Lee Gifford

Lee Gifford, a resident of Crowne Healthcare of Eufaula had a showing of his paintings recently at the facility. He sits beside a painting of a scene from Vietnam.

Crowne Healthcare of Eufaula recently held an art show for one of their resident artists, Lee Gifford. 

Gifford, 74, has been interested in art since he began drawing at the age of four year-old, starting with copying birds that were in an Audubon book about birds of North America that he had as a child.

“It was a pretty thick book because it had every bird in it from the Audubon Society. I used to copy them. It kind of grew on me,” Gifford commented. “I could draw just about anything there was after that - anything I wanted to draw.”

It wasn’t until he got out of high school though that he really started painting. He started off with pictures of houses for people that wanted a picture of their houses.  “I painted one for my English teacher once; she was retiring and wanted a picture of her house to remember it by. She knew she wasn’t going to be staying there very long after she retired,” said Gifford.

“Some of the paintings are acrylic, some of it is oil; I use both,” Gifford commented about his use of mediums used for painting. “For backgrounds I like to use oils, it tends to blend better than the acrylics.” He pointed out several pictures of animals, one in particular that was of a buck with a large rack of horns, telling that part of the painting he used to create it is acrylic and the other is oil.

“I can blend it in there and make it look like velvet,” he said of his use of oil paint on the painting. “If you do it with acrylics, it doesn’t look nearly as good as the oils. I came up with my own technique, I don’t worry about what everybody else does...I just do what I do.”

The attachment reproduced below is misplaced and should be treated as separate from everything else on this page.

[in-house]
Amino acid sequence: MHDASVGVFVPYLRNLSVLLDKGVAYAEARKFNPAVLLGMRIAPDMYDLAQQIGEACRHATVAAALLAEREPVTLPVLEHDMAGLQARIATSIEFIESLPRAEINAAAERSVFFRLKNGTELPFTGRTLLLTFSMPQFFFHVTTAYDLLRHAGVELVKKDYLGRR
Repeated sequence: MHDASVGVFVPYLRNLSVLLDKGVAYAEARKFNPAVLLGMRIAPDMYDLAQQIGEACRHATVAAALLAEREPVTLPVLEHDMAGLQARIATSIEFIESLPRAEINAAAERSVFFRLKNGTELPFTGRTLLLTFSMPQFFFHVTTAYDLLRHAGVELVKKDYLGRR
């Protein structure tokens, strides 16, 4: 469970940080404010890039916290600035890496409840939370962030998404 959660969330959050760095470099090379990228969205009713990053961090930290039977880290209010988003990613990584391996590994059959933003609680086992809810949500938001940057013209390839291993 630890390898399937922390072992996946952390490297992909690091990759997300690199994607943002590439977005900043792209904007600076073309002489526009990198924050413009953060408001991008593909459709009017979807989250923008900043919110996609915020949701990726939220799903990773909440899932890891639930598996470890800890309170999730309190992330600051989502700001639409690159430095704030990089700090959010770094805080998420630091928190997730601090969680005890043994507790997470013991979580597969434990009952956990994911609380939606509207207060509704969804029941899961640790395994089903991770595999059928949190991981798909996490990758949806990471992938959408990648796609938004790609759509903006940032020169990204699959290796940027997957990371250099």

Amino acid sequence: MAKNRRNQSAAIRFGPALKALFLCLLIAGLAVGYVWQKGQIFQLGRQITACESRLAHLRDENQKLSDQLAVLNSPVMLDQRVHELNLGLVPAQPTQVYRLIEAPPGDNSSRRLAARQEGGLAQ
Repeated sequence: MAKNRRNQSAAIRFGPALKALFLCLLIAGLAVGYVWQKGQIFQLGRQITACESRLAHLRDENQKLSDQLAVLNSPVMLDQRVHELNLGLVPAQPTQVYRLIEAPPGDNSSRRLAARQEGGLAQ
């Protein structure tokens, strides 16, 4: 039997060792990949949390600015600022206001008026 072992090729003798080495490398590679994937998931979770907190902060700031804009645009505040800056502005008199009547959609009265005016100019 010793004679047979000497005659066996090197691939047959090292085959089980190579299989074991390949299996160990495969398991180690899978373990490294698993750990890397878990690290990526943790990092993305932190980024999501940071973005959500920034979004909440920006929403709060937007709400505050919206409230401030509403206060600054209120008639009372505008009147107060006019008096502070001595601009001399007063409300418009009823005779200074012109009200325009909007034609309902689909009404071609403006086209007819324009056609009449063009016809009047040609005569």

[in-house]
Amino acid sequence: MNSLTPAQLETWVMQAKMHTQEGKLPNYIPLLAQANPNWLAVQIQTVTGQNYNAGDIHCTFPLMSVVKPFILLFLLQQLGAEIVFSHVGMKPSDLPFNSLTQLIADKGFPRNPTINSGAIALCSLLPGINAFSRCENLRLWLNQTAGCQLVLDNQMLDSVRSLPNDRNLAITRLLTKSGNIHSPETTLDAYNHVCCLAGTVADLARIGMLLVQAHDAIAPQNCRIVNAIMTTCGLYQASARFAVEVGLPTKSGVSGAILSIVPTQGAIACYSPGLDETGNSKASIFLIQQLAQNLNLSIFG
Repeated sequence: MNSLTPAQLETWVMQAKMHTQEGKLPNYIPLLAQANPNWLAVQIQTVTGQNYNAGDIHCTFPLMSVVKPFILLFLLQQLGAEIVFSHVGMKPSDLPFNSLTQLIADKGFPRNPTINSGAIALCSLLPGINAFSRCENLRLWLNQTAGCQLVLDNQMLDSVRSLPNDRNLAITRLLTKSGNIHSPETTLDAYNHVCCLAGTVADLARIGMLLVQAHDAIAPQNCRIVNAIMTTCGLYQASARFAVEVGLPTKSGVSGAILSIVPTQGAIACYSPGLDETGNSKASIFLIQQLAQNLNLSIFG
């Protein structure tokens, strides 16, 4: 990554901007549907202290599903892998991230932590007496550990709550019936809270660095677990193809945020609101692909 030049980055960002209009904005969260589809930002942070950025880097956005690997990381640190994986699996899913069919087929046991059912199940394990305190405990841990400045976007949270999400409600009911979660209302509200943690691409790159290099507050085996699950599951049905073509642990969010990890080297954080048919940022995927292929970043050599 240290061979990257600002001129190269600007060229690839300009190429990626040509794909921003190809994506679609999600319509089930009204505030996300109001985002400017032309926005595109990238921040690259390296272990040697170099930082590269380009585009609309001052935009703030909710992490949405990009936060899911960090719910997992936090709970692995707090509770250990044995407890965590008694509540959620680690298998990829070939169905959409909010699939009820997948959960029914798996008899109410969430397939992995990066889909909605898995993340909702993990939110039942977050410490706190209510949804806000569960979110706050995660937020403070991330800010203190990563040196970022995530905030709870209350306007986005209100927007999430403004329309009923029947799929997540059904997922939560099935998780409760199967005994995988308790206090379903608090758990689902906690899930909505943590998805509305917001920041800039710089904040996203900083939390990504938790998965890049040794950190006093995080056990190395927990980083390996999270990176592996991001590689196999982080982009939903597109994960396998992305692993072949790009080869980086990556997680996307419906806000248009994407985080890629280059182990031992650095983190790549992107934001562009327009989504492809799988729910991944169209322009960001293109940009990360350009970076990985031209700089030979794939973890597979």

Gifford spoke of several jobs that he has held throughout his life starting with his time in the Army while serving in Vietnam, which included a job painting signs all because General Westmoreland could not find his troop one day when he went looking for them.

“Our Company sign was a piece of cardboard that was laid on the ground outside our tent. He tried to find us, and couldn’t. He came back the second day and finally figured out where we were at through the weeds,” Gifford noted. “The weeds were so high I could only see the top of his hat with the stars coming towards me. He wasn’t happy with what he saw when he found us.

“Before he left he said he wanted the biggest sign in Vietnam; we were over 100 miles from Saigon, but he said he wanted to see it from Saigon,” Gifford laughingly said. “He left a big long list of things he wanted done, and said that he’d be back in two weeks. One of the things the General wanted done was signs to be painted.

“When the Warrant Officer found out that I majored in art, mechanical crafting and technical stuff in high school, he asked if I could make No Smoking signs and I told him yes, I could make him the best No Smoking signs he ever saw. He told me that if I made the signs, I would have myself a job. From then on, I worked only for him,” Gifford recalled about his time in the military.

Gifford worked for a while on a horse ranch, and later working as the chief engineer for Walt Disney World from 1983-2006, retiring after 23 years. He moved to Eufaula to be closer to family that lives here.

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